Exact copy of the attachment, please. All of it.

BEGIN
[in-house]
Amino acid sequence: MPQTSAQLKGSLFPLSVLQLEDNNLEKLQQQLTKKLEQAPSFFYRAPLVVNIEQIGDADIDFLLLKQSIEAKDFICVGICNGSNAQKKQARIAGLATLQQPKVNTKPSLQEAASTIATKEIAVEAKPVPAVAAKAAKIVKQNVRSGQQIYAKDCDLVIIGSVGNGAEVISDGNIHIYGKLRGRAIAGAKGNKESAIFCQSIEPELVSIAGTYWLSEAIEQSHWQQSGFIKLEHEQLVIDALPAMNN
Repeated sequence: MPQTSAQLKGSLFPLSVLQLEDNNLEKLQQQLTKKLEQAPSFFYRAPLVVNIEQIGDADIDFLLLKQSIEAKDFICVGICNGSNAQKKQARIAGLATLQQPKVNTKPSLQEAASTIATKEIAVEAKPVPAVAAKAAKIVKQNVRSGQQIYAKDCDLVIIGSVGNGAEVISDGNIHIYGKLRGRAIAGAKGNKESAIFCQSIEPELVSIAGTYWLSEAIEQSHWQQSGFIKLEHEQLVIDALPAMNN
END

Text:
[in-house]
Amino acid sequence: MPQTSAQLKGSLFPLSVLQLEDNNLEKLQQQLTKKLEQAPSFFYRAPLVVNIEQIGDADIDFLLLKQSIEAKDFICVGICNGSNAQKKQARIAGLATLQQPKVNTKPSLQEAASTIATKEIAVEAKPVPAVAAKAAKIVKQNVRSGQQIYAKDCDLVIIGSVGNGAEVISDGNIHIYGKLRGRAIAGAKGNKESAIFCQSIEPELVSIAGTYWLSEAIEQSHWQQSGFIKLEHEQLVIDALPAMNN
Repeated sequence: MPQTSAQLKGSLFPLSVLQLEDNNLEKLQQQLTKKLEQAPSFFYRAPLVVNIEQIGDADIDFLLLKQSIEAKDFICVGICNGSNAQKKQARIAGLATLQQPKVNTKPSLQEAASTIATKEIAVEAKPVPAVAAKAAKIVKQNVRSGQQIYAKDCDLVIIGSVGNGAEVISDGNIHIYGKLRGRAIAGAKGNKESAIFCQSIEPELVSIAGTYWLSEAIEQSHWQQSGFIKLEHEQLVIDALPAMNN